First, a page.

When I search the Internet for material on CI, I frequently come across the term "Wisdom of the Crowd" (WoC). Can these terms be interchangeably used? I think there is a significant difference between the two term. In my earlier post I had elaborated on Collective Intelligence as "the characteristics of a complex system to organize itself and appears to be more intelligent than its constituent parts". It is been a property of any complex system, both man made as well as in the nature.The principle behind WoC is that a conclusion reached in collaboration with and from competition among multiple individuals will be more intelligent than any conclusion reached by an individual, no matter how smart. The focuses on aggregating isolated inputs. For this to work, an algorithm for summarizing the individual input into one collective verdict is needed. I can not think of an example of this in the nature. It is devised by us human being.The whole Open Source movement is an example of CI, where as the Google search is an example of WoC. I leave it to you to decide what the following phenomenon are?WikipediaFree market economyHolding election in democracySecondLifeStock marketScientific researchThat leads us to the next question. Which of these are more effective. The answer obviously "it depends". Normally they applicable in different circumstances. But I am curious to compare the two. Can we think of a situation where both are applicable?Would you consider an example of CI or WoC? I think it is an example of CI. At least it is much closer to CI than Google search. I have the following experiment in mind. I will take a term say "Web 2.0" and search in Google and I will compare the relevance of the result rating the top 10 hits in a scale of 1-5. It will be subjective, that is it will be my opinion. I will also repeat this experiment after some time to examine the stability of the result. Let me do the experiment ...The Google hits are:O'Reilly -- What Is Web 2.0 (5)Web 2.0 - Wikipedia, the free encyclopedia (5)Web 2.0 Conference - November 7-9, 2006 - San Francisco, CA (3)Web 2.0 (5)Web 2.0 Workgroup - A network of Web 2.0 resources (4)Digital Web Magazine - Web 2.0 for Designers (3) - The complete Web 2.0 directory (4)Web 2.0 Validator : We're the dot in Web 2.0 (2)SEOmoz's Web 2.0 Awards (3)WEB 2.0 JOURNAL (3)Average = 3.7The hits - web 2.0 javascript (3)The Best Web 2.0 Software of 2005 ( (3)O'Reilly -- What Is Web 2.0 (5)Web 2.0 Directory : 900+ Web 2.0 Sites in 50+ categories : eConsultant (4) - The complete Web 2.0 directory (4)Web 2.0 Workgroup - A network of Web 2.0 resources (4)Sacred Cow Dung: All Things Web 2.0 - "THE LIST"(4)SEOmoz's Web 2.0 Awards (3)Web 2.0 how-to design style guide (3)Software Development in the Real World: Best of the Best Web 2.0 Web Sites (4)Average = 3.7They are same!!! Believe me, I did not manipulate the result.What is interesting is has thrown up more sites which will appeal to techies. Google sites are more of general interest.I will repeat this experiment after a few days.[...]

Can we engineer Collective Intelligence?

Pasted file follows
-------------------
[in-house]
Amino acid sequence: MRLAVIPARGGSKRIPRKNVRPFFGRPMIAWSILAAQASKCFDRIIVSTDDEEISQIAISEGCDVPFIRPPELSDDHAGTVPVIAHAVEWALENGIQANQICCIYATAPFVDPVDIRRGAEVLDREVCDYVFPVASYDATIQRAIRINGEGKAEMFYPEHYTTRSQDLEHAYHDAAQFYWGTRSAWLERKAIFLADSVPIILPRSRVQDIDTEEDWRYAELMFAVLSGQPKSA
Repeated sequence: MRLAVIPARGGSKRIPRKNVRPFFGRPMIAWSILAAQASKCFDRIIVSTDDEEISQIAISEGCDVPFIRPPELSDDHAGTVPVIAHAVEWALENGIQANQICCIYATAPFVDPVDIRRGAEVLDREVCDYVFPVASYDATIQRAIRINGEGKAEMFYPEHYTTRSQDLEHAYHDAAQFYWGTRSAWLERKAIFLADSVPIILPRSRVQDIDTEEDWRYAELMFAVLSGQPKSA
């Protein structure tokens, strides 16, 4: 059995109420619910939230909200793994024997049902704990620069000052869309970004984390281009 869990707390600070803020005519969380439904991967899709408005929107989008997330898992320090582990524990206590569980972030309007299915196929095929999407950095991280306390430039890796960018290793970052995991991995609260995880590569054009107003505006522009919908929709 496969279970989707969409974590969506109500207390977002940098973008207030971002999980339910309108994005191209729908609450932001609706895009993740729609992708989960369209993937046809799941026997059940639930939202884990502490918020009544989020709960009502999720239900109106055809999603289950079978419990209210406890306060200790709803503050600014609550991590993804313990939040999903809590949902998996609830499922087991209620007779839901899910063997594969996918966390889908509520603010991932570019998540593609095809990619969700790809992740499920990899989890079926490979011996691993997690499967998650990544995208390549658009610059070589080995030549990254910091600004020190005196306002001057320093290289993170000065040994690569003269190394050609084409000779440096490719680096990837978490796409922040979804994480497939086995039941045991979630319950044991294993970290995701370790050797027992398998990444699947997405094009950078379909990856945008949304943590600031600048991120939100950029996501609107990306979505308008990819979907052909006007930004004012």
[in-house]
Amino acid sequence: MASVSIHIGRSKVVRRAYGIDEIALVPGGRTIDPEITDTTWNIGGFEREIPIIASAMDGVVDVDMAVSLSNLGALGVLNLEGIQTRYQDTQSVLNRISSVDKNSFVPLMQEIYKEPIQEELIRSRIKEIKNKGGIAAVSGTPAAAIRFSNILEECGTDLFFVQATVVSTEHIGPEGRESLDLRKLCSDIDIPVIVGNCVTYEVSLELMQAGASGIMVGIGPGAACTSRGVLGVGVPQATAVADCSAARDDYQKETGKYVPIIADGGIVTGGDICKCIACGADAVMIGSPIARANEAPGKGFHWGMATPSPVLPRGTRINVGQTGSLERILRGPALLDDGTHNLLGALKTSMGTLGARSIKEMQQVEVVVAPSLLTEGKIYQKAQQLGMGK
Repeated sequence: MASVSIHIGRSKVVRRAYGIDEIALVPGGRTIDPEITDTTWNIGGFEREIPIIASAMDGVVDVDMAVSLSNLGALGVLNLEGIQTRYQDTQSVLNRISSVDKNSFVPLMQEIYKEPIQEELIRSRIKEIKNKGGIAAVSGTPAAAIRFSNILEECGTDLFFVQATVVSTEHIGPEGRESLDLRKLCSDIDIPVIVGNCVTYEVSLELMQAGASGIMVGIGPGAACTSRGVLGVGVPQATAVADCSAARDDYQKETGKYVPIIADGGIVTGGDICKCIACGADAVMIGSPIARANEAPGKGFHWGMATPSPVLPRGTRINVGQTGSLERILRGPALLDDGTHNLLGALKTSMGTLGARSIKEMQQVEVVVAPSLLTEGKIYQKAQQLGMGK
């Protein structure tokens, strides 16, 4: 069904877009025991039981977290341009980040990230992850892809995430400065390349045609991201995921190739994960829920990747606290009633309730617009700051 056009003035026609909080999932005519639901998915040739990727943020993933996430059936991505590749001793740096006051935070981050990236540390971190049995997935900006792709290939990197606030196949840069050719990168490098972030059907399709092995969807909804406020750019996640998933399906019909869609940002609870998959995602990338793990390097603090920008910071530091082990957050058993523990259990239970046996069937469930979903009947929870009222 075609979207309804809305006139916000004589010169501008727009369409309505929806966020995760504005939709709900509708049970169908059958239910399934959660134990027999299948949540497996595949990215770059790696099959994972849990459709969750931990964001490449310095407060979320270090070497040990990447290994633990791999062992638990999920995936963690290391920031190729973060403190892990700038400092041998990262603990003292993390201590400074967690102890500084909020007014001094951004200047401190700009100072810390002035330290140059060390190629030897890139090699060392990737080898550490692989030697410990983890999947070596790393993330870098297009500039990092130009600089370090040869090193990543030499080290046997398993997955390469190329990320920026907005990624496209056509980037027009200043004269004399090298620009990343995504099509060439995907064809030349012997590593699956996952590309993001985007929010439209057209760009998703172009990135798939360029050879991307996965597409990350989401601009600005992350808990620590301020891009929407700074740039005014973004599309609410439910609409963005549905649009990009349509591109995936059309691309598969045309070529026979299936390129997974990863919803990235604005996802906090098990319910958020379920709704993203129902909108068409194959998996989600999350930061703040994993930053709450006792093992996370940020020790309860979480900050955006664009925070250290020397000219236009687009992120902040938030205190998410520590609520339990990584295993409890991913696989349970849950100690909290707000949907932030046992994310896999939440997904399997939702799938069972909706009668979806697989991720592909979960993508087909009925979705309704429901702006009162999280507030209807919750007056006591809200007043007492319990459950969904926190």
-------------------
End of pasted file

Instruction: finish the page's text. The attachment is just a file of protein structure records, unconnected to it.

I have been following the developments in web 2.0 for some time now with keen interest and observing the unfolding of Collective Intelligence (CI). This phenomenon of CI, as you know, is the characteristics of a complex system to organize itself and appears to be more intelligent than its constituent parts. This has been in evidence in nature from the beginning of evolution.The most interesting part of CI is its ability to come up with a totally unexpected and surprising outcome. Imagine, five years back, somebody predicting that we will shortly have an encyclopedia on the web freely accessible and richer in content than Britannica; where anybody in the world can contribute with no editorial control. I am sure it would have been considered as a laughable idea. Yet, today, we have Wikipedia.Similarly, the success of Open Source is nothing but astonishing. Whoever would have believed, 10 years back, that the biggest threat for Microsoft Windows will come not from IBM, Apple, Sun or not from any new startup but from a large community of people who write code for an Operating System for no monetary gain. In fact, before the success of Linux, it would not have been thought possible for a very large community of people to write an operating system collaboratively without any central control.However, if we look at nature, we should not be very surprised. Have you ever noticed the highly coordinated movements of flocks of birds or schools of fish. It is one of the most fascinating phenomena to be found in nature. The group seems to turn and maneuver as a single unit, changing direction almost instantaneously. There is no leader, no overall control; instead the flock's movements are determined by the moment-by-moment decisions of individual birds, following simple rules in response to interactions with their neighbors in the flock. There has been a fair amount of research into this area and many simulation models have been produced.In the film Batman Returns a horde of large black bats swarmed through flooded tunnels into downtown Gotham. The bats were computer generated. Each bat was instructed to move about on its own on the screen following only a few simple rules: don't bump into another bat, keep up with your neighbors, and don't stray too far away. When the algorithmic bats were run, they flocked like real bats.Ant colonies display similar intelligent behavior. Though an individual ant is a relatively simple organism, the colony has a highly structured social organization. As a result of this organization, ant colonies can accomplish complex tasks that in some cases far exceed the individual capabilities of a single ant. Their ability to locate food is nothing short of astonishing.These phenomena have led to a new and novel researcher discipline called Swarm intelligence. Algorithms like the ant colony optimization algorithm are inspired by the behavior of ants in finding paths from the colony to food. Such algorithms are used to solve complex optimization problem like traveling salesman problem.One common characteristic of the examples I have mentioned above is the surprise element each one of them posses. If you breakup each of the system into its constituent parts and analyze them, you will find it difficult to believe that combining them can produce such startlingly intelligent behavior.Currently, we do not have a theoretical understanding of Collective Intelligence or Emerging Behavior of a complex system. The normal method we follow in understanding any large system is to break the system down to smaller, more manageable units and understand each of them separately. In case of CI, this approach will not work because in most cases, intelligent behavior will not emerge till a critical mass is reached. So, the individual elements will not tell us much about what the behavior of will be.Of course there is always a possibility of a scientific breakthrough happening in our understanding of complex system. But till then we will not be able to either manage or engineer sy[...]